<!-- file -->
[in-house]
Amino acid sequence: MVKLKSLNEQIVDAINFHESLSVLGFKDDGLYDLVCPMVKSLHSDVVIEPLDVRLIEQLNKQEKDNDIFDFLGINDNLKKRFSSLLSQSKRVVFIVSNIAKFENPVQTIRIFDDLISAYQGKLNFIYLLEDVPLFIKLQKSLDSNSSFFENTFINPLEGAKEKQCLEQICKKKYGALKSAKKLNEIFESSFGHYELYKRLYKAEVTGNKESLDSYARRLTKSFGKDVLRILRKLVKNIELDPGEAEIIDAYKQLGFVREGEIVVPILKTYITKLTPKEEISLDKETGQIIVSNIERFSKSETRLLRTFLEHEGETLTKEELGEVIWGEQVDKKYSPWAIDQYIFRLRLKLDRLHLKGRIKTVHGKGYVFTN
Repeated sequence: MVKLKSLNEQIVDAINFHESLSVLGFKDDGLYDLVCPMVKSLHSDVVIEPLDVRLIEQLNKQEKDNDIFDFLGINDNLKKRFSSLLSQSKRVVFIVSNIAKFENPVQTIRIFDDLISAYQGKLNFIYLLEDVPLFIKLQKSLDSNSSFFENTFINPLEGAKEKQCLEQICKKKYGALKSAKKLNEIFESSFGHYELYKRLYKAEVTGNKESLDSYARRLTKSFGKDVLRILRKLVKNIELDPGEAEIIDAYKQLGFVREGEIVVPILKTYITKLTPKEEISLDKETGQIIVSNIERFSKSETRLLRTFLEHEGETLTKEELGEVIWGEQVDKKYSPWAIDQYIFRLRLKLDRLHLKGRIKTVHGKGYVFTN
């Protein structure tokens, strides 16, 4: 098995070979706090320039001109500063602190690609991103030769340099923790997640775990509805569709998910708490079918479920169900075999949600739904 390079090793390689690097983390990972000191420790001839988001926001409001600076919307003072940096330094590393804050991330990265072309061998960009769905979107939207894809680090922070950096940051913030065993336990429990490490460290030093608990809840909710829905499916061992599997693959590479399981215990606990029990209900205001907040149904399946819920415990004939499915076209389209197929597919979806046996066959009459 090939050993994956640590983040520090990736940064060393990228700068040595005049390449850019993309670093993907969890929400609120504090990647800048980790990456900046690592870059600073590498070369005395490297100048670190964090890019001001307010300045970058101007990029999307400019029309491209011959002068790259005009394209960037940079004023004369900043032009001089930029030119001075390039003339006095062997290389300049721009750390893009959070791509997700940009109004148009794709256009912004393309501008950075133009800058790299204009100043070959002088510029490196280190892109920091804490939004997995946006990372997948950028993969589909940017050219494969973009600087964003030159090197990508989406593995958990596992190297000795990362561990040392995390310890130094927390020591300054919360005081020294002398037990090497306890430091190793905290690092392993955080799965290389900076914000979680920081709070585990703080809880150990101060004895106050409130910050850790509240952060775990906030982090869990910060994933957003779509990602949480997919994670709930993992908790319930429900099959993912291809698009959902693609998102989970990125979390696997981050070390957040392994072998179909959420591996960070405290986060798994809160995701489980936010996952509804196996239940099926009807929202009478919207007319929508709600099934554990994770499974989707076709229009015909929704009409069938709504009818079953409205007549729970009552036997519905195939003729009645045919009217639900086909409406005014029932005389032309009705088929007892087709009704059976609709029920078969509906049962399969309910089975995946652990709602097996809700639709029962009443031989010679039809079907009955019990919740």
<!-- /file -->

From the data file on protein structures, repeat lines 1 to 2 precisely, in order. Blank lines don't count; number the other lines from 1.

[in-house]
Amino acid sequence: MVKLKSLNEQIVDAINFHESLSVLGFKDDGLYDLVCPMVKSLHSDVVIEPLDVRLIEQLNKQEKDNDIFDFLGINDNLKKRFSSLLSQSKRVVFIVSNIAKFENPVQTIRIFDDLISAYQGKLNFIYLLEDVPLFIKLQKSLDSNSSFFENTFINPLEGAKEKQCLEQICKKKYGALKSAKKLNEIFESSFGHYELYKRLYKAEVTGNKESLDSYARRLTKSFGKDVLRILRKLVKNIELDPGEAEIIDAYKQLGFVREGEIVVPILKTYITKLTPKEEISLDKETGQIIVSNIERFSKSETRLLRTFLEHEGETLTKEELGEVIWGEQVDKKYSPWAIDQYIFRLRLKLDRLHLKGRIKTVHGKGYVFTN